An American Feminist Listening to Rwandan Feminists
After traveling over 36 hours, I quickly checked into my hotel and showered. I then ran off to a women's empowerment panel at a cute cafe on top of the Kigali Public Library, overlooking the beautiful hills of Rwanda. For my entire professional career, most of my weeknights are spending organizing and attending similar panel events about women's leadership. It was such a cool opportunity for me to start my vacation doing something so familiar to me. I was so eager to listen to what the women had to share, and very curious to hear if the narrative of feminism they shared was similar to that in the United States. Overall, it felt the same, and I learned so much from this rare opportunity. I left feeling empowered and connected!
I came with an open mind, trying hard to remove whatever biases I may hold and to listen with no expectations. I was the only visibly White person in the entire room, which consisted predominantly of young Rwandan women and a few men. I very much recognize the tremendous privileges I had as a White American woman who had the financial means to travel so far. I assume many of the other women in the audience were young professionals. I wondered what topics would be discussed. Were the challenges these young professional women were experiencing any different from those myself and my peers in the States were experiencing?
The narrative of feminism they used sounded just like the one I hear back home. Many of the panelists and audience members explicitly used terms such as feminist, patriarchy, and reclaiming. The main themes were owning your power and building a sisterhood to support other women and girls as we each individually grow in our leadership. Topics shared included confidence, body image, female relationships, marriage, abortion, and sexual harassment. Many of the comments included an intersectional approach, inclusive of various sexual orientations and socioeconomic statuses. Many also recognized their urban and professional privilege and expressed a desire to support the advancement of rural women and girls in villages. Not to my surprise, I did not explicitly hear the phrase "women of color," which of course makes sense given the context of Rwanda. While in the States, in many feminist conversations, women of color, race, and ethnicity are increasingly being mentioned, I didn't notice this in the comments at the event. Overall, the stories shared by the panelists and the audience members deeply resonated with me as I too struggle not only to empower women everywhere, but also myself. Check out #GirlTalkinRwanda and #GirlsTalkinRwanda to learn more about what was discussed.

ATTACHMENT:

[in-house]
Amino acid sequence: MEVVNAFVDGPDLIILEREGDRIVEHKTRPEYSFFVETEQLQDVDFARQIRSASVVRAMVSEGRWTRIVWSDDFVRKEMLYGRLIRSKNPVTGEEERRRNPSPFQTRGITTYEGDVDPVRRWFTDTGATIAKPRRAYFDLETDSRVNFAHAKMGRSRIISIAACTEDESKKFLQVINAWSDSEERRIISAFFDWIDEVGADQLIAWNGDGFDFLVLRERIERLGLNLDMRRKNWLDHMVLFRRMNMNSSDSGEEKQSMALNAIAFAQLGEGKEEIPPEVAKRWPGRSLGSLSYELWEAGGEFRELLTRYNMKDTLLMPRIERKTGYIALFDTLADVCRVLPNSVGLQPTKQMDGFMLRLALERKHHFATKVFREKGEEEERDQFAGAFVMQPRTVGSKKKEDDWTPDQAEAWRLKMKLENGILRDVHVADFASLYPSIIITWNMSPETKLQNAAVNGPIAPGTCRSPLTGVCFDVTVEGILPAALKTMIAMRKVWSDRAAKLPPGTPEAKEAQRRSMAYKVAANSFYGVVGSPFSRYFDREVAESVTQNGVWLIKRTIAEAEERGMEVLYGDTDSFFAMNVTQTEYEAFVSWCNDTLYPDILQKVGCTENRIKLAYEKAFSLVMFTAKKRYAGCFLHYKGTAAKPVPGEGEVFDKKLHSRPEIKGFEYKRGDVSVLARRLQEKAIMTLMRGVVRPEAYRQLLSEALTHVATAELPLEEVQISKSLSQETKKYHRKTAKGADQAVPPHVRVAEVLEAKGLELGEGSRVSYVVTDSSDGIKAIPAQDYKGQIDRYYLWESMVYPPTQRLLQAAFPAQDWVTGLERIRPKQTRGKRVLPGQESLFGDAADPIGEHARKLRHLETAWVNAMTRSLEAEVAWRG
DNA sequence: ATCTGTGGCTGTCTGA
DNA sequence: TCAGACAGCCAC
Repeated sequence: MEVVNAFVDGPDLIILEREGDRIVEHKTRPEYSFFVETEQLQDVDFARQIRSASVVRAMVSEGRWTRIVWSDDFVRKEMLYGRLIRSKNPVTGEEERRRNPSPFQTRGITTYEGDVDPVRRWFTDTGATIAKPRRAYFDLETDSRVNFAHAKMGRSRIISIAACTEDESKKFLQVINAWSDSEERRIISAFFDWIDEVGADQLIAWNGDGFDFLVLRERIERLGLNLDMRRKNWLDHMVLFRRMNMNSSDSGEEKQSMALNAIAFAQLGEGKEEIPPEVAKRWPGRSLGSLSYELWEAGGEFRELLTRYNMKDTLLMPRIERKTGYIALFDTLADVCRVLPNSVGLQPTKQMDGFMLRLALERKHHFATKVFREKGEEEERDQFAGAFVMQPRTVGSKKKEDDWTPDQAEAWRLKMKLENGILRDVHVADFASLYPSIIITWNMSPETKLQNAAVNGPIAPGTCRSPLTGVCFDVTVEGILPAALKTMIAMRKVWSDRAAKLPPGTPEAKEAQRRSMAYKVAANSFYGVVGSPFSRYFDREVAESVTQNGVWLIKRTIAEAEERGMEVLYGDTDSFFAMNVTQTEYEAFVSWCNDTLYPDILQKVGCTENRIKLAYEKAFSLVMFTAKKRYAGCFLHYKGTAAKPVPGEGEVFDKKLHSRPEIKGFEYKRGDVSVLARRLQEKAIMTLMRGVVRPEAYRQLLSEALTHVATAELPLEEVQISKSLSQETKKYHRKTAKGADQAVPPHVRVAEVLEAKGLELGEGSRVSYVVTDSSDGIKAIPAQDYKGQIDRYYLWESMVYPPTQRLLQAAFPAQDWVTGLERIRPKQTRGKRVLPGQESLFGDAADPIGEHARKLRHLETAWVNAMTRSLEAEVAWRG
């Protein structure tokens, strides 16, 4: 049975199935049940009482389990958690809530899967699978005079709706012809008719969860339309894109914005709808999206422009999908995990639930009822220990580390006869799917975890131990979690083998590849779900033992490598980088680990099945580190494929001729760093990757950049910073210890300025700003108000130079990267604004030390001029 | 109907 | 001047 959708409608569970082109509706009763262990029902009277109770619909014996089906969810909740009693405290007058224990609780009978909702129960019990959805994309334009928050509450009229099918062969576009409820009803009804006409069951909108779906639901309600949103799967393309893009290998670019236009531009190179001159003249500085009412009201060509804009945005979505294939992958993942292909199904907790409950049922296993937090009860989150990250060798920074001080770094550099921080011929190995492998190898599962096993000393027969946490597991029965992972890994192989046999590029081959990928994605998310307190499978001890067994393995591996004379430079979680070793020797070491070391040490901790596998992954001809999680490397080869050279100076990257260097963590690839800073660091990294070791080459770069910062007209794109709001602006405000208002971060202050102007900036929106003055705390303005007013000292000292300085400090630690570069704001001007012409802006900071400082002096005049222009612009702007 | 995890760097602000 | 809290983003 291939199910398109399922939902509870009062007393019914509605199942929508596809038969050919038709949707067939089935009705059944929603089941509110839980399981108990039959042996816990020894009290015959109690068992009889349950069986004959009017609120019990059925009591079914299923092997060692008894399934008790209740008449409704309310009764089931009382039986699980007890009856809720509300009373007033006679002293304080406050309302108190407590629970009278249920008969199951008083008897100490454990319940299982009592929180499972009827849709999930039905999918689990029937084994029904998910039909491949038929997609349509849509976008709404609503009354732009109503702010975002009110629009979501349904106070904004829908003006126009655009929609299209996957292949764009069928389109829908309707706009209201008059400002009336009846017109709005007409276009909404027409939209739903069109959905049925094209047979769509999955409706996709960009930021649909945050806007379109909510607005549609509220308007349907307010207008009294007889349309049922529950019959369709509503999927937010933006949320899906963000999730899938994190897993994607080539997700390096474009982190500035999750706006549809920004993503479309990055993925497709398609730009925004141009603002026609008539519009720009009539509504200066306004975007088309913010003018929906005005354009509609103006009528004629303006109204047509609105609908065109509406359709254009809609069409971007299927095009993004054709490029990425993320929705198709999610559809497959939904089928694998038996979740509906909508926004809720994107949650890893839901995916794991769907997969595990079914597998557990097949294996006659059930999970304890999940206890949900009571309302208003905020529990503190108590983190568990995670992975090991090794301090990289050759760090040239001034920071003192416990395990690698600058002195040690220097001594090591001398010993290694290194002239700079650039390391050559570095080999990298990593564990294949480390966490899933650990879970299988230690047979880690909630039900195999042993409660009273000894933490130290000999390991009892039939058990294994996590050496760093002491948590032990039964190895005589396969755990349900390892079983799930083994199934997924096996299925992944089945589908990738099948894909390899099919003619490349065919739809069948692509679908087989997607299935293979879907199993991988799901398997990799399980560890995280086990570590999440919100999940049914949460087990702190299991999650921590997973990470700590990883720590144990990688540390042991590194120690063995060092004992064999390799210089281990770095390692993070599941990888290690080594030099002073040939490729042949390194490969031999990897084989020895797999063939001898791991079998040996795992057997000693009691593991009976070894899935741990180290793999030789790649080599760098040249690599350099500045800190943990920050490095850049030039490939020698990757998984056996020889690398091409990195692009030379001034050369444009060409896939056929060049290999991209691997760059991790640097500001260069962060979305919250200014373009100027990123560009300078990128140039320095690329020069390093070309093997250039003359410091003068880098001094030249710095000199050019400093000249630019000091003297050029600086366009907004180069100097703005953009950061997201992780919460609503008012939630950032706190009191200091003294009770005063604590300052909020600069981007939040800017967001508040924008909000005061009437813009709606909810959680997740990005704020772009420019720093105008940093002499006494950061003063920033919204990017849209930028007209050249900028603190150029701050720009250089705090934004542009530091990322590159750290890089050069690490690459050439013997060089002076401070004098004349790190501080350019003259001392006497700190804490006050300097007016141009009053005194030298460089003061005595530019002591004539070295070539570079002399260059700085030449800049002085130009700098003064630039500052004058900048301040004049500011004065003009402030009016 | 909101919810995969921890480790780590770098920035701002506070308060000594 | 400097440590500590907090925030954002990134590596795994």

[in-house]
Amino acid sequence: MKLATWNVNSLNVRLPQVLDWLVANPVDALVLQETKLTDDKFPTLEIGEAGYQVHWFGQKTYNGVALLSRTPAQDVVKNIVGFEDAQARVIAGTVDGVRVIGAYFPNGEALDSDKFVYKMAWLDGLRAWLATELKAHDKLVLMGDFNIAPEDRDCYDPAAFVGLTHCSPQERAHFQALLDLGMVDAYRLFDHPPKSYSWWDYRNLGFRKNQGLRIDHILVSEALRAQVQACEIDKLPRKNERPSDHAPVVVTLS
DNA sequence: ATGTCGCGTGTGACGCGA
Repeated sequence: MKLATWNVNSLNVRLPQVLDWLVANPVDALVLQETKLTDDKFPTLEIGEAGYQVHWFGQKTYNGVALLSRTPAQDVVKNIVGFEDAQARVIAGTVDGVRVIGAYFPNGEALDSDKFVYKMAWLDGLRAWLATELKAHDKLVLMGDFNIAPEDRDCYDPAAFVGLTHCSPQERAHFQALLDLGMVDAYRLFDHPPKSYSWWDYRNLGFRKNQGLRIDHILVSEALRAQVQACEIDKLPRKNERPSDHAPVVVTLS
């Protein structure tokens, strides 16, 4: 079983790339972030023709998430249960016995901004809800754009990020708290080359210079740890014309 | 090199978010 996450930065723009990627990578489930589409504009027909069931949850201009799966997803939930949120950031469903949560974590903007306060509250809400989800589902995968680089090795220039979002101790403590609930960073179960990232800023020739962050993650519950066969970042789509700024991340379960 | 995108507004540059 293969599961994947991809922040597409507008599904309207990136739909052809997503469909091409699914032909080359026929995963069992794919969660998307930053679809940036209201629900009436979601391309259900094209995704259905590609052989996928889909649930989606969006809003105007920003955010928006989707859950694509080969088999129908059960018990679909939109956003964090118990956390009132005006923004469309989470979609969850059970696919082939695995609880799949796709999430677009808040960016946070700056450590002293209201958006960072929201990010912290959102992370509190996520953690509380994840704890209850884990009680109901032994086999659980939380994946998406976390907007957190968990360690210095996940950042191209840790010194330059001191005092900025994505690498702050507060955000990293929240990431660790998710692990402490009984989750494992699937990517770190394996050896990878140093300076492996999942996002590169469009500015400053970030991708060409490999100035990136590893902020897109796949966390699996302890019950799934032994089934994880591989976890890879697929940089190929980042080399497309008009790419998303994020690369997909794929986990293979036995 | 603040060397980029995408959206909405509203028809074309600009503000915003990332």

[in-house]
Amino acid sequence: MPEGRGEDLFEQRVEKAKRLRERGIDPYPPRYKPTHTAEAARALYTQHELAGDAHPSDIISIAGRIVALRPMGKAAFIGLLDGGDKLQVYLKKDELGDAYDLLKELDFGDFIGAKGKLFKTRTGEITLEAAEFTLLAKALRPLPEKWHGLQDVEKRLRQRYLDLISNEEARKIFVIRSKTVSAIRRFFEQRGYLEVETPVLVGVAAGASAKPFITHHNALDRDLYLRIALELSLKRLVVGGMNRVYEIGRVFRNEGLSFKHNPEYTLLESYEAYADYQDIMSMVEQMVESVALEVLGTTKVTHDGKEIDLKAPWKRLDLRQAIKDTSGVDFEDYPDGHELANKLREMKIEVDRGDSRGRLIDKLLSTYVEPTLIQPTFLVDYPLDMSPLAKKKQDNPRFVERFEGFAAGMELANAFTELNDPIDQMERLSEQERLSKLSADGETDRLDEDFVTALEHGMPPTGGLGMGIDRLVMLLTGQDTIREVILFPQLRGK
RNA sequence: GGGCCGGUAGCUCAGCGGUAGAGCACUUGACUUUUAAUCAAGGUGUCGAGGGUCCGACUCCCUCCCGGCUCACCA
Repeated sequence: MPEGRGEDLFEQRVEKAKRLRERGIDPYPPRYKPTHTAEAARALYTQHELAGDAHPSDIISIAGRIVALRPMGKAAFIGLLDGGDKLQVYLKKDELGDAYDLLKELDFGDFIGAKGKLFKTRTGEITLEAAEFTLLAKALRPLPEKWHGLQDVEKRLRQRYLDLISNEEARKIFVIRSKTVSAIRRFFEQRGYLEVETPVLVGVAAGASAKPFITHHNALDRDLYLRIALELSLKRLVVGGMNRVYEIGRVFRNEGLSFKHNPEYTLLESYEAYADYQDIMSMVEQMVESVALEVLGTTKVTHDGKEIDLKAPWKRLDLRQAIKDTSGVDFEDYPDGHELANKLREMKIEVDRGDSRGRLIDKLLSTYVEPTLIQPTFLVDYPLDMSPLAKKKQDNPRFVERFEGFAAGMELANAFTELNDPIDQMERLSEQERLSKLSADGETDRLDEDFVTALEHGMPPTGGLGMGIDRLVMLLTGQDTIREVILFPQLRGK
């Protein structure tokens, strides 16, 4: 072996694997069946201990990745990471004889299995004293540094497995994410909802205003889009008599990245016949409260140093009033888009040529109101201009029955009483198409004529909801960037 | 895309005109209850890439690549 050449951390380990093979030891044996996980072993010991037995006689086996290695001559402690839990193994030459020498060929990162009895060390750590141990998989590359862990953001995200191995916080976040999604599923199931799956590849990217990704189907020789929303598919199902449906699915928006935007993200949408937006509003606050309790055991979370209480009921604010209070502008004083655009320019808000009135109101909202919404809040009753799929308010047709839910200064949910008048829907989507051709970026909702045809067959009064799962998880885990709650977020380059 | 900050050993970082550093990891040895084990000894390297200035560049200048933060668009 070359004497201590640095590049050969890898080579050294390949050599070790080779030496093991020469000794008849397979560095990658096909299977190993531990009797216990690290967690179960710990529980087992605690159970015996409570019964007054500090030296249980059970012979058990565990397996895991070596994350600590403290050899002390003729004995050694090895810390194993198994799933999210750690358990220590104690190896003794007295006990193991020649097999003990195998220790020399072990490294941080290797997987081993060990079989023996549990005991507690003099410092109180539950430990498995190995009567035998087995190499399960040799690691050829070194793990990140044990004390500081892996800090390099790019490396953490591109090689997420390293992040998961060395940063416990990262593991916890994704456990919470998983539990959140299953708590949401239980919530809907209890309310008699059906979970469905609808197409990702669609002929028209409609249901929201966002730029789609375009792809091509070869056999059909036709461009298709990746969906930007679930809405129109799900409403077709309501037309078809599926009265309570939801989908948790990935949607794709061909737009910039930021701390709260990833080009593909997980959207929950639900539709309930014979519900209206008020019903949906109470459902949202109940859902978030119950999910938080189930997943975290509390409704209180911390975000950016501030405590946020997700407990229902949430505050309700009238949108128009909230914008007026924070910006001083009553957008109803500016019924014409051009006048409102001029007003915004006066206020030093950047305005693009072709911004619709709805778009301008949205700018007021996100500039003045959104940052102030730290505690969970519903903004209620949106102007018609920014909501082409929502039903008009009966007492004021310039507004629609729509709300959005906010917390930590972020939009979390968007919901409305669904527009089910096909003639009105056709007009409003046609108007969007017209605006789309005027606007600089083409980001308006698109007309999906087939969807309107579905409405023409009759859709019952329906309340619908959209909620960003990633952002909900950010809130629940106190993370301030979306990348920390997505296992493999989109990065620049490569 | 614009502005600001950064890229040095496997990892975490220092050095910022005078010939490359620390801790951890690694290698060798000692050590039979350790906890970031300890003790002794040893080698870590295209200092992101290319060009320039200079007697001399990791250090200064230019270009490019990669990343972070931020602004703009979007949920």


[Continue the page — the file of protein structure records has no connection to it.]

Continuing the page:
Rwanda is the #1 country in the world in terms of having the highest percentage of female Parliamentarians. I was very curious to hear how or if this would come up during a women's empowerment event. It was mentioned a few times and mainly with frustration. Those who shared explained that they wanted their female Parliamentarians to do more for women and girls. It also seemed that these Parliamentarians were much older than the women at the event. I hope more young women run for office in Rwanda soon!
Attending this event affirmed my hope that women all over the world are finally stepping into their power to change the world for the betterment of everyone. At this very moment, women and girls in most countries have more rights than they have ever had before. Of course, and especially now in my country, we must defend those rights daily, for they can be taken from us at any moment. However, I will continue to believe that empowering women leaders and those from other underrepresented communities is the best way to change the world.
Thank you to Girl District and Innovation Village for hosting this amazing event! Special thanks to the truly inspirational panelists, Judicaelle Irakoze, Founder and Director of Choose Yourself and Abigaelle Closet; Tricia Twasiima, Ugandan Feminist Lawyer; Aline Kabanda, Country Director, Akilah Institute; and Julian Ingabire Kayibanda, Country Director at International Child Resource Institute.
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